Victor Aptowitzer and Samuel Krauss: Non-Resident Fellows

Portrait of Samuel Krauss

Portrait of Samuel Krauss, by Franz Lerch, 1936. Image courtesy of the Leo Baeck Institute.

Among the two scholars selected by AAJR as non-resident research fellows were Victor Aptowitzer and Samuel Krauss. Krauss, born in Ukk, Hungary, was a professor of Bible, Hebrew literature, and Jewish history at the Jewish Theological Seminary in Vienna from 1906. When Germany invaded Austria, he was 72 years old. Shortly after the invasion, Nazi students stole and destroyed Krauss’s library and papers, and Krauss began urgently looking for a way to leave the country. He was selected by AAJR as a non-resident research fellow, and in late 1938 he moved to Cambridge, UK and also received limited funding from the Academy.

Aptowitzer, who was 67 at the time of the German invasion of Austria, was also a professor at the Jewish Theological Seminary. Originally from Tarnopol, Galicia, he moved to Vienna as a young man to study at the University of Vienna and the Israelitisch-theologische Lehranstalt. He later taught Talmud, Bible, Midrash, and Jewish philosophy at the seminary. Among his students was Salo Baron.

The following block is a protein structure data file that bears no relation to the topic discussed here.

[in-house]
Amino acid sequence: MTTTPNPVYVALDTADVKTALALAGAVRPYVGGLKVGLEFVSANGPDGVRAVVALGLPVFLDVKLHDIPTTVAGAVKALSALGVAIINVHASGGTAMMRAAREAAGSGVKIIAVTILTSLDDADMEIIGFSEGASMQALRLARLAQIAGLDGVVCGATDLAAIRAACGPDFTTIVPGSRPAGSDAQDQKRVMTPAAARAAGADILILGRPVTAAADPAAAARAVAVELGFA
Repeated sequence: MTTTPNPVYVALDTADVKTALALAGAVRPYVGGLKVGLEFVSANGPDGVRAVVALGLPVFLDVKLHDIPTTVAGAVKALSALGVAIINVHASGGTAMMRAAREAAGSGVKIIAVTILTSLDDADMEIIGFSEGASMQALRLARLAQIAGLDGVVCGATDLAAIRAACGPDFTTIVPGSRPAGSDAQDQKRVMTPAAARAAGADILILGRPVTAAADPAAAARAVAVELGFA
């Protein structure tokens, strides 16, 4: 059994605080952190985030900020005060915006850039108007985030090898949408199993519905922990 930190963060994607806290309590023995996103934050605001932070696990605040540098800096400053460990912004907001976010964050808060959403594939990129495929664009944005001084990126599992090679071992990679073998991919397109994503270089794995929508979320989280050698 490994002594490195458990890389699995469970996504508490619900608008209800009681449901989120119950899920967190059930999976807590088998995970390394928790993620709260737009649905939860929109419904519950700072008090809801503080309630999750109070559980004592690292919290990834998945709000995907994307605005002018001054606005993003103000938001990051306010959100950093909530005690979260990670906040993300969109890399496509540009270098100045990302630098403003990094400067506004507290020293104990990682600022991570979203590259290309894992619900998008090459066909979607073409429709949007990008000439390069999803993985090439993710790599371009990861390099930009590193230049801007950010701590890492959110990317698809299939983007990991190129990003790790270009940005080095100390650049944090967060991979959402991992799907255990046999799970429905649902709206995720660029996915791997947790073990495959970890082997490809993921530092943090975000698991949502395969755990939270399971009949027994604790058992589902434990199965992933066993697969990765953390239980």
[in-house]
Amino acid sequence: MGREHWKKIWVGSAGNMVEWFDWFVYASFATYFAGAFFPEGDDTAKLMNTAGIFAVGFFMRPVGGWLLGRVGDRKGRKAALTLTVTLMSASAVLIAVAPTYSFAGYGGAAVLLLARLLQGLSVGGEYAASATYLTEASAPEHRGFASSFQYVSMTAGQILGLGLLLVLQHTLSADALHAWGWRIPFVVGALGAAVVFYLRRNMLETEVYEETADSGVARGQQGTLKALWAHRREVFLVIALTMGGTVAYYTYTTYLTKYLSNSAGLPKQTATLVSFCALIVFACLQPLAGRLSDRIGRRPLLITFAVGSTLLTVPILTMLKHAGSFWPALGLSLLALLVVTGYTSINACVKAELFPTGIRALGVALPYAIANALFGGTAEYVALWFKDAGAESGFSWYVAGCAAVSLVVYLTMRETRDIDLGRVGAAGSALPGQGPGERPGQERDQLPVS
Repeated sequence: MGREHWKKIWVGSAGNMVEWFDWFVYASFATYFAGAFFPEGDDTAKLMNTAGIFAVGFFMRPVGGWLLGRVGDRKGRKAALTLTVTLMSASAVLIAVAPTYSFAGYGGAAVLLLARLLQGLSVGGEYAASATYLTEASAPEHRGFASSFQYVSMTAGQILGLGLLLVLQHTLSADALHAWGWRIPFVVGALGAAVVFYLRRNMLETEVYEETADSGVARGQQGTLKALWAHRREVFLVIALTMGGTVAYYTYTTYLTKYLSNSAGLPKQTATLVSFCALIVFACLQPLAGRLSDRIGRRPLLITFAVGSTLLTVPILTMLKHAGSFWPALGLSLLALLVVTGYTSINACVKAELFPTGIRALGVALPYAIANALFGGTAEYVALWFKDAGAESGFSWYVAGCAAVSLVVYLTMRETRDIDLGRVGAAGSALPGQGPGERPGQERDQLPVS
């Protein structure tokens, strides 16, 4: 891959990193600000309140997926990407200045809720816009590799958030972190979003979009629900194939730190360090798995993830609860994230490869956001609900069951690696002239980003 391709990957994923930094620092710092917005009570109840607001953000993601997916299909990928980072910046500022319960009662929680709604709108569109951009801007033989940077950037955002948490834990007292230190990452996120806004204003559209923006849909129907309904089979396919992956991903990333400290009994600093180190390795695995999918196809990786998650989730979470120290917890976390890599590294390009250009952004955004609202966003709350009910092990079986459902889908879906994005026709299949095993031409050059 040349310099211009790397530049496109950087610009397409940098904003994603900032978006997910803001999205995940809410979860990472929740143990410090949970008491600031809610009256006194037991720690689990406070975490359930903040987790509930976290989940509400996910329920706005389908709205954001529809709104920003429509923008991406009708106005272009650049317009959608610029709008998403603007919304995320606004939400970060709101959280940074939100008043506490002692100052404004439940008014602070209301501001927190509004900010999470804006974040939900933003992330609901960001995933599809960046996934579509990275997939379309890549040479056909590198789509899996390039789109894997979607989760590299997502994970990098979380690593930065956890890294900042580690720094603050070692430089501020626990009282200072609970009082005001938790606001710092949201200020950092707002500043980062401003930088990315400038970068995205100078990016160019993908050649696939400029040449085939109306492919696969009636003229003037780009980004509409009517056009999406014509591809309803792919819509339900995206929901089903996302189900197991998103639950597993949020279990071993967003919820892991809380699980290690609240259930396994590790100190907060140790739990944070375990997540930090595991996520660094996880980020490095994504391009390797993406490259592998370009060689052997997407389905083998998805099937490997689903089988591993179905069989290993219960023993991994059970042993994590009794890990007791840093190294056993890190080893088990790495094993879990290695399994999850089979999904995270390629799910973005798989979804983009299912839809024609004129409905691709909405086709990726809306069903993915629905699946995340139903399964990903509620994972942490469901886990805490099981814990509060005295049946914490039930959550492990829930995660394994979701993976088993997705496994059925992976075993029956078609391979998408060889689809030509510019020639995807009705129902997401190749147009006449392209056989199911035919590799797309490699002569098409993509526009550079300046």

In 1938, as the Nazi threat escalated, Aptowitzer moved to Jerusalem. However, there was no open position for him, and he struggled to make ends meet. In March 1939 he accepted a two-year appointment as an AAJR non-resident research fellow in Geonic literature, with an annual stipend of $450.

Victor Aptowitzer and Samuel Krauss: Non-Resident Fellows